The security of nearly two million ballots for voters in the Autonomous Region in Muslim Mindanao (ARMM) may have been compromised after they were printed without the security markings of the National Printing Office (NPO), the Inquirer has learned.
An NPO source confirmed that the ARMM-bound ballots for the May 10 general elections had no NPO security features. The autonomous region consists of the provinces of Basilan, Lanao del Sur, Maguindanao, Sulu and Tawi-Tawi.
Archbishop Oscar V. Cruz and Fr. Joe Dizon of Kontra Daya and sources from two groups the Inquirer interviewed said they had received reports from the Commission on Elections (Comelec) and the NPO that the ballots for the ARMM did not have the government-mandated markings of the NPO.
“The ARMM ballots have no markings,” said the NPO source, who asked not to be named because of the sensitivity of his work.
The NPO employee said there was a plan to put NPO markings, but the machines encountered problems at the start of the printing for the ARMM batch.
Since Smartmatic-TIM Corp., the supplier of the automated counting machines, was pressed for time, it could not wait to redesign or repair the security marks, the source said.
The NPO employee noted that the ones printed after the ARMM batch, the 8.5-inch by 25-inch ballots that will be used for the rest of the country, were given NPO marks. [The ARMM has 1,731,199 voters, or 3.4 percent of the country’s total of 50,723,734 million registered voters.]
The source explained that all official materials that leave the NPO building [on Edsa and NIA Northside Road in Diliman, Quezon City] should have the agency’s security features so that the NPO would be able to authenticate its own product when it is called into question.
The ballots for the ARMM elections were printed from Feb. 7 to Feb. 15, another source said.
Cruz said he received the same report from a Comelec source. “They proudly announced the printing of 1.7 million ballots for Mindanao in case of early elections in the ARMM. But the ballots lacked security markings. And consequently, they are useless,” he said.
Dizon, who said he had met with NPO sources, confirmed the report. He said the ballots for the ARMM only have the markings of the Comelec and Smartmatic-TIM Corp.
NPO chief clueless
But NPO Director General Servando Hizon said he did not know of such reports. According to him, all questions about the printing should be directed to the Comelec.
“Everything about the printing, you should ask the Comelec. That’s the rules given to us,” Hizon said in a phone interview.
Comelec Chair Jose Melo confirmed that there were problems with the placement of NPO marks.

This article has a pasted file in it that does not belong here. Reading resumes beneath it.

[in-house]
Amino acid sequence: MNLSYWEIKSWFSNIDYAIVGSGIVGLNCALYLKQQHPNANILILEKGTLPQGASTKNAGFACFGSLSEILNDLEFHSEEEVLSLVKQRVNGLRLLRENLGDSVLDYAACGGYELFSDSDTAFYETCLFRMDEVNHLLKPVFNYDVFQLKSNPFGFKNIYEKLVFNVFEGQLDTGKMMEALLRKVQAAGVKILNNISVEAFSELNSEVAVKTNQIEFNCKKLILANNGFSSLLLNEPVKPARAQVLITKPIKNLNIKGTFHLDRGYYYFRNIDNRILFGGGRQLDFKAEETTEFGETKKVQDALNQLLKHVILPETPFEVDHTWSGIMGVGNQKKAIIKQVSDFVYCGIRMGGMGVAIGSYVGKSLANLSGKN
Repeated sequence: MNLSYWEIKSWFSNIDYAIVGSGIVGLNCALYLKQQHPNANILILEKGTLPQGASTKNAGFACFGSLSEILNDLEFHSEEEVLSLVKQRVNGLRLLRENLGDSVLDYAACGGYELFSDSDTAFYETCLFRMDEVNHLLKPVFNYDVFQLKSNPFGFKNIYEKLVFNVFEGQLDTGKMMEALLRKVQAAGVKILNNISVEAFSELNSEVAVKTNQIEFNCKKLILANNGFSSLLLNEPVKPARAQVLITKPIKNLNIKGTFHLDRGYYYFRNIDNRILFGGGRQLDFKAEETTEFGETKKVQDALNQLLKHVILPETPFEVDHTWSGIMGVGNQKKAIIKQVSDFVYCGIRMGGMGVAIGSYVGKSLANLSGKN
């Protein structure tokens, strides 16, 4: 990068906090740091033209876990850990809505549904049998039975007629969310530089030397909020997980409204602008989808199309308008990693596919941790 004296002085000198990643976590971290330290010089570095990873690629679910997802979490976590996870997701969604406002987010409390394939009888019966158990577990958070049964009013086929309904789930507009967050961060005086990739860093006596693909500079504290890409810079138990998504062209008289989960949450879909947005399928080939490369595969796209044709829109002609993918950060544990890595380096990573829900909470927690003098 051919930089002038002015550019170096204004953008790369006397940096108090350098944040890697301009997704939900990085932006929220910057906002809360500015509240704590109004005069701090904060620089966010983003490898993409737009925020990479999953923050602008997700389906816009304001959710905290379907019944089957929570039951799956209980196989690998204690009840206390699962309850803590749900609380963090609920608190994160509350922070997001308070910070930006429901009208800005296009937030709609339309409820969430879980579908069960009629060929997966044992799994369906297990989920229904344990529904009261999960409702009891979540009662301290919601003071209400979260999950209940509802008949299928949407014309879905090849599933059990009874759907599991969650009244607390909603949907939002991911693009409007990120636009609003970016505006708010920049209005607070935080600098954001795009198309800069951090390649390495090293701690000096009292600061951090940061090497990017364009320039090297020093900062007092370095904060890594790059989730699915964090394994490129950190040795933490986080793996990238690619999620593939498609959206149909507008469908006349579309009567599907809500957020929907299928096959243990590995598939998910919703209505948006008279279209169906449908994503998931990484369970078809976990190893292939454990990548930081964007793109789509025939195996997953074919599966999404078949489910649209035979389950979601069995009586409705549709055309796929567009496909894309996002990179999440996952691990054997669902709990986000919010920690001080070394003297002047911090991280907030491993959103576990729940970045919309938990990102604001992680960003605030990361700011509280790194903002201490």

But these were ironed out, he said, when Smartmatic-TIM agreed to put ultraviolet signs on the ballots. Because of alignment problems, however, the marks will not be read by the machines, Melo said.
The Inquirer called Smartmatic-TIM, but company officials could not be reached.
Unlike in past elections, Filipino voters won’t have to write down the names of their chosen candidates in the blank spaces on the ballot paper supplied by the NPO.
Because of the automated balloting, voters will cast their votes for national and local posts by shading the oval space beside the candidate’s name on the ballot. The ballot will be fed into a Precinct Count Optical Scan machine that will record and count the votes.
Another source, a former NPO official who also declined to be identified for security reasons, corroborated the statements of the two prelates.
NPO staff apprehensive
He said NPO employees were apprehensive of the lack of security marks on the ballots for the ARMM.
“Some NPO employees were afraid because of this,” the source added.
Both the source and Cruz noted that Smartmatic-TIM did not factor in the NPO marks in the contract it won from the Comelec.
The company, he noted, wanted the NPO to pay P1 per ballot to have the agency’s marks printed.
The source noted that the ballots for the ARMM had been packed and ready for shipping.
Easy to duplicate
With less than three months before the elections, the poll watchdogs said they were concerned about the news from the NPO, saying it could be used to commit electoral fraud.
The source, a printing expert, said it would be easy to duplicate the ballots, noting that the markings were “weak.”
For one, the paper used did not have embedded security marks of the Smartmatic-TIM and the Comelec. For another, the bar code could not be used as a reliable security tool because it is mostly used for sorting and tracking the ballots.
The former NPO official said that anyone with the right printer and paper could make copies of the ballots. The source also raised the security issue inside the plant.
It would be easy for anyone to pick a ballot, hide it, and sell it to the highest bidder, he said.
Election observers said the Comelec and Smartmatic-TIM should come clean about the fate of the ballots, saying the mistake was a “red flag” and does nothing to assuage fears that the automated elections are geared for failure.
“Where are the ballots now? Were they stored, delivered, or shredded? And what are the security marks? Are these approved by the NPO?” the source said.
“Why was there a mistake in printing? It’s too gross a mistake. There must be a purpose,” Cruz said.
Burned in public
“Those 1.7 million ballots should be burned in public and should be shown in public. They could be used for other purposes,” he added.
The former NPO official said the fraud that he witnessed in Lanao del Sur during the ARMM elections in 2008 could happen again on May 10.
“They photocopied the ballots using high quality paper. This is what they gave to the voters and collected them. The corrupt BEIs [board of election inspectors] hid the real ballots and filled these up and fed them to the machines,” the source said. “They are laying the groundwork for something anomalous.”